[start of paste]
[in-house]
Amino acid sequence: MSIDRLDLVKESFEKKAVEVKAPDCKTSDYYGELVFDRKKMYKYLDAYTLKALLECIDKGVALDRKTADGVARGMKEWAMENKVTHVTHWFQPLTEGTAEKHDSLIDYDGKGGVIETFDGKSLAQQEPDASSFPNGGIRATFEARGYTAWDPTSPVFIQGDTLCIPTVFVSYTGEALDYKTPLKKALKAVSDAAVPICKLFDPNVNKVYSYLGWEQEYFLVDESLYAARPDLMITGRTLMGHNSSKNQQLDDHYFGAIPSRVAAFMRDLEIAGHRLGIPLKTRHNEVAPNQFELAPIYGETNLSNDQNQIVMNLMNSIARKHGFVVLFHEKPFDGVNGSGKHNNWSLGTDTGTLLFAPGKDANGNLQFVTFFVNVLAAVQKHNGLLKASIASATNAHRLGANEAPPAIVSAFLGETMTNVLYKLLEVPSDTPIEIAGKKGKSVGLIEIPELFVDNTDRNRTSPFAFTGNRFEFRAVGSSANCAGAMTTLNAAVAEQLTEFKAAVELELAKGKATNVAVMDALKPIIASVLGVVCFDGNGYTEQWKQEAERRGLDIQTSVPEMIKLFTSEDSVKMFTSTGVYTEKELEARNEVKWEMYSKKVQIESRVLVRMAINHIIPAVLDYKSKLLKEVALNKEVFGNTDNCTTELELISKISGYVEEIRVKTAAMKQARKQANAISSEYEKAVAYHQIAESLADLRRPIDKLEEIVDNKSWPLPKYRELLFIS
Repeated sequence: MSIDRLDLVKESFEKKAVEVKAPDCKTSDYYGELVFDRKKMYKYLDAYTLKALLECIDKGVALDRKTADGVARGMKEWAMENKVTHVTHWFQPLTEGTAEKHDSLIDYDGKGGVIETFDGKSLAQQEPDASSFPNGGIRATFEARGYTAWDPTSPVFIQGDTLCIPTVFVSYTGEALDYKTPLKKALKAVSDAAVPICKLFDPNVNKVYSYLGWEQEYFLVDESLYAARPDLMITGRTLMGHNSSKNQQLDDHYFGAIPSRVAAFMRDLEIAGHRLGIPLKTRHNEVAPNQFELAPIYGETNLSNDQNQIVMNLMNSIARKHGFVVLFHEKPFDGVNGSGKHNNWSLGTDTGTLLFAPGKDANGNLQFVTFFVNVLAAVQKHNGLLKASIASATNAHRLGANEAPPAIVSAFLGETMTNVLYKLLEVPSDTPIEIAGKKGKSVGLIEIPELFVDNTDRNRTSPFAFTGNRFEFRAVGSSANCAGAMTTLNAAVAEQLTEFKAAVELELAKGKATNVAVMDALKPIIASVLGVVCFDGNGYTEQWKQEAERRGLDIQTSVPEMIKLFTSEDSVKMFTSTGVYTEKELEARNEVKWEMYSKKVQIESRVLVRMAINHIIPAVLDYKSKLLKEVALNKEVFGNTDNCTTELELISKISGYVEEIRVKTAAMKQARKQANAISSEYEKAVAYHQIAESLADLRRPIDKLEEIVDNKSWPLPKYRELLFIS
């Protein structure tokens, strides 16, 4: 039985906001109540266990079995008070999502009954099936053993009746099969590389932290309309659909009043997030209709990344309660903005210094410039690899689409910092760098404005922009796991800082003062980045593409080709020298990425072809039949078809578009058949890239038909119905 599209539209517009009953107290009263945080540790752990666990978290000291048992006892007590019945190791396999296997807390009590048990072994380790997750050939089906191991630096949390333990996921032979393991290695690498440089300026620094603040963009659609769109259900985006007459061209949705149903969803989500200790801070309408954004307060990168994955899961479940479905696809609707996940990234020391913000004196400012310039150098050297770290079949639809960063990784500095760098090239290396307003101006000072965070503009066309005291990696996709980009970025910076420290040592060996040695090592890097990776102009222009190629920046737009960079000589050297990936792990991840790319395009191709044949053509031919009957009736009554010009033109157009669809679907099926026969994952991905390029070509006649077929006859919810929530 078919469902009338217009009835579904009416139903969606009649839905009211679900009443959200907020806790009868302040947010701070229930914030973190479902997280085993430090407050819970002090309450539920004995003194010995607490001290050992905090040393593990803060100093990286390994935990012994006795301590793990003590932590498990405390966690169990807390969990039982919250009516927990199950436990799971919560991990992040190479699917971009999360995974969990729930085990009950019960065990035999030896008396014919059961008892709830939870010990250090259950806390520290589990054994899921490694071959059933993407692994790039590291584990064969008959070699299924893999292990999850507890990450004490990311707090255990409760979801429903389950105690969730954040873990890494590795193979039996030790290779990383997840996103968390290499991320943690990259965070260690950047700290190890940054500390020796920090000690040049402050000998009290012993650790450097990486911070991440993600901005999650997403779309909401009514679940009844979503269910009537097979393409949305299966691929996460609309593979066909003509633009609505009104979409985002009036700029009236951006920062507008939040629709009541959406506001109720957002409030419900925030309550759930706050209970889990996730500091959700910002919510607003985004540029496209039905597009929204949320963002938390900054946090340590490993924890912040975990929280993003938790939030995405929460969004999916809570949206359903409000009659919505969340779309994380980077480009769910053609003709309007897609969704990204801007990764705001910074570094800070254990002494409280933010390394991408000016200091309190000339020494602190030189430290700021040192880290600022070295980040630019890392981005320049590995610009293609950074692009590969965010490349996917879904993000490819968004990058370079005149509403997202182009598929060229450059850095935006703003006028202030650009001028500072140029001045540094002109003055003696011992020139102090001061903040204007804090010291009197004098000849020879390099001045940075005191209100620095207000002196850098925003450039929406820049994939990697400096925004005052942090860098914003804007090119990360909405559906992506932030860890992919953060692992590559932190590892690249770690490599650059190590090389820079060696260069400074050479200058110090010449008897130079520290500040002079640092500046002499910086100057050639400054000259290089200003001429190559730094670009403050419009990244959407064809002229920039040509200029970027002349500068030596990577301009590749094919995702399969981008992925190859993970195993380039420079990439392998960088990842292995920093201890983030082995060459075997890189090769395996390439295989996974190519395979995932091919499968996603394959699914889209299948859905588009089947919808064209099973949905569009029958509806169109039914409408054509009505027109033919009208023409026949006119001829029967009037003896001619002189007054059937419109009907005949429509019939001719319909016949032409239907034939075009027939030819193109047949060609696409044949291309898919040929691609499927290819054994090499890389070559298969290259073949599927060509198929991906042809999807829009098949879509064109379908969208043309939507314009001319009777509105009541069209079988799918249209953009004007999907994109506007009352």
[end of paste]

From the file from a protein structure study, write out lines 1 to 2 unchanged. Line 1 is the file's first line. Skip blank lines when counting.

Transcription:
[in-house]
Amino acid sequence: MSIDRLDLVKESFEKKAVEVKAPDCKTSDYYGELVFDRKKMYKYLDAYTLKALLECIDKGVALDRKTADGVARGMKEWAMENKVTHVTHWFQPLTEGTAEKHDSLIDYDGKGGVIETFDGKSLAQQEPDASSFPNGGIRATFEARGYTAWDPTSPVFIQGDTLCIPTVFVSYTGEALDYKTPLKKALKAVSDAAVPICKLFDPNVNKVYSYLGWEQEYFLVDESLYAARPDLMITGRTLMGHNSSKNQQLDDHYFGAIPSRVAAFMRDLEIAGHRLGIPLKTRHNEVAPNQFELAPIYGETNLSNDQNQIVMNLMNSIARKHGFVVLFHEKPFDGVNGSGKHNNWSLGTDTGTLLFAPGKDANGNLQFVTFFVNVLAAVQKHNGLLKASIASATNAHRLGANEAPPAIVSAFLGETMTNVLYKLLEVPSDTPIEIAGKKGKSVGLIEIPELFVDNTDRNRTSPFAFTGNRFEFRAVGSSANCAGAMTTLNAAVAEQLTEFKAAVELELAKGKATNVAVMDALKPIIASVLGVVCFDGNGYTEQWKQEAERRGLDIQTSVPEMIKLFTSEDSVKMFTSTGVYTEKELEARNEVKWEMYSKKVQIESRVLVRMAINHIIPAVLDYKSKLLKEVALNKEVFGNTDNCTTELELISKISGYVEEIRVKTAAMKQARKQANAISSEYEKAVAYHQIAESLADLRRPIDKLEEIVDNKSWPLPKYRELLFIS